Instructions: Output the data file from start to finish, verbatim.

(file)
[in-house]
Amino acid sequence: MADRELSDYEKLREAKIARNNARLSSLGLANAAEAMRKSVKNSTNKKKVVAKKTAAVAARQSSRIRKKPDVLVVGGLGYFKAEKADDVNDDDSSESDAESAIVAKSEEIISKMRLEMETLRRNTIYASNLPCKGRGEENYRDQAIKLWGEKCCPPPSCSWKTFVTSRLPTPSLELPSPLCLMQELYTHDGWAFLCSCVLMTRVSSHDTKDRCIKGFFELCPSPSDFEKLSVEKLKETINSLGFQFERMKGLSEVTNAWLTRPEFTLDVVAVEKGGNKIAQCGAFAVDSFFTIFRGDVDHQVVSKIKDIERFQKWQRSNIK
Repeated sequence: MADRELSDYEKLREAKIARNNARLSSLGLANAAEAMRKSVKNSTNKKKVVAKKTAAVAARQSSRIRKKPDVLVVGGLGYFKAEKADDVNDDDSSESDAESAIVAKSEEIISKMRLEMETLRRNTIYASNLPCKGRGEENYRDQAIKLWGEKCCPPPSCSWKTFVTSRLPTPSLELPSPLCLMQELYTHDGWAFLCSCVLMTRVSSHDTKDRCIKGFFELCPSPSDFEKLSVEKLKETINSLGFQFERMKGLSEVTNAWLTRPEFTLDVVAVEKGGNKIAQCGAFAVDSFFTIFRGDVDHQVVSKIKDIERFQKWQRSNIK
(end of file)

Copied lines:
[in-house]
Amino acid sequence: MADRELSDYEKLREAKIARNNARLSSLGLANAAEAMRKSVKNSTNKKKVVAKKTAAVAARQSSRIRKKPDVLVVGGLGYFKAEKADDVNDDDSSESDAESAIVAKSEEIISKMRLEMETLRRNTIYASNLPCKGRGEENYRDQAIKLWGEKCCPPPSCSWKTFVTSRLPTPSLELPSPLCLMQELYTHDGWAFLCSCVLMTRVSSHDTKDRCIKGFFELCPSPSDFEKLSVEKLKETINSLGFQFERMKGLSEVTNAWLTRPEFTLDVVAVEKGGNKIAQCGAFAVDSFFTIFRGDVDHQVVSKIKDIERFQKWQRSNIK
Repeated sequence: MADRELSDYEKLREAKIARNNARLSSLGLANAAEAMRKSVKNSTNKKKVVAKKTAAVAARQSSRIRKKPDVLVVGGLGYFKAEKADDVNDDDSSESDAESAIVAKSEEIISKMRLEMETLRRNTIYASNLPCKGRGEENYRDQAIKLWGEKCCPPPSCSWKTFVTSRLPTPSLELPSPLCLMQELYTHDGWAFLCSCVLMTRVSSHDTKDRCIKGFFELCPSPSDFEKLSVEKLKETINSLGFQFERMKGLSEVTNAWLTRPEFTLDVVAVEKGGNKIAQCGAFAVDSFFTIFRGDVDHQVVSKIKDIERFQKWQRSNIK